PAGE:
# Magnetic field of a circular wave

• kediss

#### kediss

Hi !

Does $\vec{H}=\frac{1}{\eta}\hat{k}\times \vec{E}$ always suit an electromagnetic wave ?

Because I'm getting some inconsistency for a circular wave

For instance:
$\vec{E}=E_0(\hat{e}_x+e^{j\frac{\pi}{2}}\hat{e}_y)e^{-jkz}$ (propagating $\hat{e}_z$)
$\Rightarrow\vec{H}=\frac{E_0}{\eta}(\hat{e}_y-e^{j\frac{\pi}{2}}\hat{e}_x)e^{-jkz}$

The poynting vector results:
$\vec{S}=\vec{E}\times\vec{H}=\frac{E^2_0}{\eta}e^{-2jkz}(1+e^{j\pi})\hat{e}_z=\vec{0}$ which is quite disconcerting :/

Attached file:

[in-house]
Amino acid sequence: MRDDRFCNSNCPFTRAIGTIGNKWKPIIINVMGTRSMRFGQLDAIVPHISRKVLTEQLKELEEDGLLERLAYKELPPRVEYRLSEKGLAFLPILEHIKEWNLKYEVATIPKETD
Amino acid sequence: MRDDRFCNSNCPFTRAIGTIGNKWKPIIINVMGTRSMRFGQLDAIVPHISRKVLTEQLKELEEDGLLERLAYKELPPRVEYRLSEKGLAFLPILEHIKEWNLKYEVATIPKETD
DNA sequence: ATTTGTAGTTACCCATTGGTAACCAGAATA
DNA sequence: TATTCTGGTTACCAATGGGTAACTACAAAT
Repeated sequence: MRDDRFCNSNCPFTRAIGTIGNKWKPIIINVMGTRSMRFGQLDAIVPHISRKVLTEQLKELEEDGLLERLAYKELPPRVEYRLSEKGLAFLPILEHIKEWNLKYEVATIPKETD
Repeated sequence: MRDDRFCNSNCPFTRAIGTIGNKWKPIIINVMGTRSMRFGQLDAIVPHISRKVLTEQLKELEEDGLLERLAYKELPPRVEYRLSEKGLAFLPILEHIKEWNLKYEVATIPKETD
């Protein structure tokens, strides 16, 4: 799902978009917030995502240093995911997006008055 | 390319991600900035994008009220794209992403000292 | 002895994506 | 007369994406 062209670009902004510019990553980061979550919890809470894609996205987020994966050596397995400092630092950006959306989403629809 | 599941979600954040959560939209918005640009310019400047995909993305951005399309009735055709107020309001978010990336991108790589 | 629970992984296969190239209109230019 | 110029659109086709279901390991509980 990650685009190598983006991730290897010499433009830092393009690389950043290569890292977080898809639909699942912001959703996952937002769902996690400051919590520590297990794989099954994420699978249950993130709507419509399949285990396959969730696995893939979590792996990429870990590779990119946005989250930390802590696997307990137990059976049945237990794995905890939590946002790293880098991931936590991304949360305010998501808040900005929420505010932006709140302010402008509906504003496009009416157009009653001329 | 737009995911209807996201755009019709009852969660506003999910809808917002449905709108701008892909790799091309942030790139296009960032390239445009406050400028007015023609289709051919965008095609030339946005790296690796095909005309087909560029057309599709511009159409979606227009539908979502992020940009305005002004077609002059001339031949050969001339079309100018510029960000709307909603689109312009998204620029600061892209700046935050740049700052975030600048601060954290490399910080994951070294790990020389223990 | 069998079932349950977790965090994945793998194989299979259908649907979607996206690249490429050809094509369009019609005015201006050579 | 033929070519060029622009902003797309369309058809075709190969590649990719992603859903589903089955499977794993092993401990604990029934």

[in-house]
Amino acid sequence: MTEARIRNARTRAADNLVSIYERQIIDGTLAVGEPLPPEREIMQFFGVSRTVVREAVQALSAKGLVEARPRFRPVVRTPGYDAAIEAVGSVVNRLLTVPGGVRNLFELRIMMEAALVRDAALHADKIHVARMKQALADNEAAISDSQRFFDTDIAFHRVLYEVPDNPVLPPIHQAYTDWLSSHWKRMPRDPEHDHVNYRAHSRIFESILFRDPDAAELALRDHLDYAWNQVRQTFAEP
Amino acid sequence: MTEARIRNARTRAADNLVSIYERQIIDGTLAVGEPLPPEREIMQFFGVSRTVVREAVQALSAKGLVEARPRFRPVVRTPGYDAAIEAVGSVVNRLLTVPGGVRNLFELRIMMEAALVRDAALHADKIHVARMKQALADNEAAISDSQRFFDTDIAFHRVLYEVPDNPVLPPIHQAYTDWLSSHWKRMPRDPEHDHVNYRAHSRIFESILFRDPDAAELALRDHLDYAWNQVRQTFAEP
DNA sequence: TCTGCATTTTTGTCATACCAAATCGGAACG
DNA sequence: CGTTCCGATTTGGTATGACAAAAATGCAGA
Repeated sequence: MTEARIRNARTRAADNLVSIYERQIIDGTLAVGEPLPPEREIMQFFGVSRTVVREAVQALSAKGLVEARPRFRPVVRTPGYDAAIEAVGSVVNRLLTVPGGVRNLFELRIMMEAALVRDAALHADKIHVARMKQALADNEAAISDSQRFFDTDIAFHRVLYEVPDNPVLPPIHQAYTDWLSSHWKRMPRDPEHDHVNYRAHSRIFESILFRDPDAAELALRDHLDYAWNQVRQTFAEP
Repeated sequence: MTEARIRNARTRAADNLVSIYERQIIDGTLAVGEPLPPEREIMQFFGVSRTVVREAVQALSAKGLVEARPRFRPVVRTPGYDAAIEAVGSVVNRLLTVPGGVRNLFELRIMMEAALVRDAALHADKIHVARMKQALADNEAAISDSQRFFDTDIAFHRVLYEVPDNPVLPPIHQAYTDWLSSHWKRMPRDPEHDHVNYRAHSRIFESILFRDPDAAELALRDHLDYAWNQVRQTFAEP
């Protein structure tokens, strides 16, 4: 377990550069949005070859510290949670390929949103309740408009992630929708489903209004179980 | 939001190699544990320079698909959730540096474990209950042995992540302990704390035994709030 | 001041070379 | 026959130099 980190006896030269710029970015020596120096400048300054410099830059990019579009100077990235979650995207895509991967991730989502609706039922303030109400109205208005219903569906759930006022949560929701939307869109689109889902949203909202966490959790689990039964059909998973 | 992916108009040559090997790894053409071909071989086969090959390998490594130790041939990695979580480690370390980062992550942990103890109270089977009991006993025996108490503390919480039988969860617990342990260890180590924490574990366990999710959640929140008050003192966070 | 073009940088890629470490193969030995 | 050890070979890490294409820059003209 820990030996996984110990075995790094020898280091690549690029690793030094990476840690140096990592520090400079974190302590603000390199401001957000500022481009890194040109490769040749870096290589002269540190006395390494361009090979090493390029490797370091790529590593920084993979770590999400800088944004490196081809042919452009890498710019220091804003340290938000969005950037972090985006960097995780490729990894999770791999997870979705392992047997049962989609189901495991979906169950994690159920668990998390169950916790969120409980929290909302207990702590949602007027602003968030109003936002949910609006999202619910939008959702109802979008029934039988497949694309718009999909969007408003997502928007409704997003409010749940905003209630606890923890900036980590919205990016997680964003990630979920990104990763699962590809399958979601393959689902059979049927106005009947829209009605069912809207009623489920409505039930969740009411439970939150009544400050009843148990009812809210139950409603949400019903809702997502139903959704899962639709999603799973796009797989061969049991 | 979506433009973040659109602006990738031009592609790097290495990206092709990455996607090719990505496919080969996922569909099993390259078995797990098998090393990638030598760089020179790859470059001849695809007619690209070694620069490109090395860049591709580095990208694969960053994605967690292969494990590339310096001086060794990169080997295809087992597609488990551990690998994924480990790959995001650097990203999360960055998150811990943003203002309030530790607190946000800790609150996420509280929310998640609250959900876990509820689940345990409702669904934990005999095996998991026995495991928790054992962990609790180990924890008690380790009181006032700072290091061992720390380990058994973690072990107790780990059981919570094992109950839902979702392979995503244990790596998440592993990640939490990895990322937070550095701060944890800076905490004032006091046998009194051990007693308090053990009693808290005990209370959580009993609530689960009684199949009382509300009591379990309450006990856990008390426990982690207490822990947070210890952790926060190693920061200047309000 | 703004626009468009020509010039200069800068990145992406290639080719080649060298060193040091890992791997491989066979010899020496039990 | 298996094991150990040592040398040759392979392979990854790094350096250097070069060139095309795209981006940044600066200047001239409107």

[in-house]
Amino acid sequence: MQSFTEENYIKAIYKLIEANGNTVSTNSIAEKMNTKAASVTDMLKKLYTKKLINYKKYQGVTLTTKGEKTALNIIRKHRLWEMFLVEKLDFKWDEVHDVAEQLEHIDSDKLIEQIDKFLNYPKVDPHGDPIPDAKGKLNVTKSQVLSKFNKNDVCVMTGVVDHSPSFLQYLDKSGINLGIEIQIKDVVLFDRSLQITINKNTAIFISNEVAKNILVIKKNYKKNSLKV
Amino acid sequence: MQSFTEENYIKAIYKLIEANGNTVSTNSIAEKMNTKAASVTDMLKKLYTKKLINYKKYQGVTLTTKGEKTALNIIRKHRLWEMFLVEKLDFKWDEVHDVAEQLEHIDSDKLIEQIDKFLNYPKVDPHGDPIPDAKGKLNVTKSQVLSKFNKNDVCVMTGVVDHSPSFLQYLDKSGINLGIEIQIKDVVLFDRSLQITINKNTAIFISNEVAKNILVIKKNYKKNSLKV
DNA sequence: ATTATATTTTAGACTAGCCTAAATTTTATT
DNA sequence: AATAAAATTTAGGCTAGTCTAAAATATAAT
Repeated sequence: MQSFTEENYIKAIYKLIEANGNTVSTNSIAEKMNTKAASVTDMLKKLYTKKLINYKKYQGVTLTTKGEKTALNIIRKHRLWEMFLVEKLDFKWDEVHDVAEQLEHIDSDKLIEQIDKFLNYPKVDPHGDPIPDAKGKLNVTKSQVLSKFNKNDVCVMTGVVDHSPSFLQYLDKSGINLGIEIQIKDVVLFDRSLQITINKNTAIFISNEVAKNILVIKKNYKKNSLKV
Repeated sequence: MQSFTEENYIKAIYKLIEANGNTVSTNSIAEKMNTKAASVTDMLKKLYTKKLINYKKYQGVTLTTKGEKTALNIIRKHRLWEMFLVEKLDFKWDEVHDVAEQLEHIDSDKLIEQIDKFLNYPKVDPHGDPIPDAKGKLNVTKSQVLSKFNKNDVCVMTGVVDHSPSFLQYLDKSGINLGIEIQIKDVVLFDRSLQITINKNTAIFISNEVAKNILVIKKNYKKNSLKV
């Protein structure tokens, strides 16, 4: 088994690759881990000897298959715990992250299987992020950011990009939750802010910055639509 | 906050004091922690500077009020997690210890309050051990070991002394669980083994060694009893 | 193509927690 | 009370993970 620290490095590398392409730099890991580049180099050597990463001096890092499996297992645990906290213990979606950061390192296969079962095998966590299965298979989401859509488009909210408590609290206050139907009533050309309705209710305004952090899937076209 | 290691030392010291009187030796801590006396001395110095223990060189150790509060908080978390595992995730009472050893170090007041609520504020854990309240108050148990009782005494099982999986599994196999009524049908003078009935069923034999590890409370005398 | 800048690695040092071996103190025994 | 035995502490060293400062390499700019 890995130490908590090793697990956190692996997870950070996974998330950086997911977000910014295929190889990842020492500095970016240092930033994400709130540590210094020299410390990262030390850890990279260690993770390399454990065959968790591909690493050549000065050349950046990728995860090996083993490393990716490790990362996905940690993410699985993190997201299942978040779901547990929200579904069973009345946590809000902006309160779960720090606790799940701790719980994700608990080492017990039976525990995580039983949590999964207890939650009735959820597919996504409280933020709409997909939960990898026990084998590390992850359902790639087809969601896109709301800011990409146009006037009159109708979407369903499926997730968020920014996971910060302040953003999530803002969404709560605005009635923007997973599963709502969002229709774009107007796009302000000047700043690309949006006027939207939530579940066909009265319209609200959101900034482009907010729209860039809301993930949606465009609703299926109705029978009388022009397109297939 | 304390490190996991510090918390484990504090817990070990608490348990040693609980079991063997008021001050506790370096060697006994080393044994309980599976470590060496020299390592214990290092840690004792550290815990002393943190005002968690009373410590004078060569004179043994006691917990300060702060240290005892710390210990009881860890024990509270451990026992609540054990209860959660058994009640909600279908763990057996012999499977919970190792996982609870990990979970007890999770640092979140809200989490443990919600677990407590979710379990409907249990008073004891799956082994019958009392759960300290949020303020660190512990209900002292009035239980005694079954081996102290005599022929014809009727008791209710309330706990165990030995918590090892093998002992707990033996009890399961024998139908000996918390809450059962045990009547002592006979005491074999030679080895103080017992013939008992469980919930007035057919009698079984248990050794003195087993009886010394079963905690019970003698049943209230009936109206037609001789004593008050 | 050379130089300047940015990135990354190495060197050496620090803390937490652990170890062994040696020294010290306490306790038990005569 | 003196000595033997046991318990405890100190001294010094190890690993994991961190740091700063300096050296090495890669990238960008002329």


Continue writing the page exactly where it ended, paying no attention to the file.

Thx a lot for your help !

Your expression is not circular wave. Actually, it is not a wave at all, it is not time-dependent.

However, neglecting prefactors and with fixed orthogonal E and H:
$\vec{E} \propto (e_x - e_y)$
$\vec{H} \propto (e_x + e_y)$

=> $S_z = E_x H_y - E_y H_x \propto 1-(-1) = 2 \neq 0$

I think that if you use complex representation, the Poynting vector is calculated as
S=1/2(E x H*) where the star means complex conjugate.
With this definition, the real part of S is the average power density.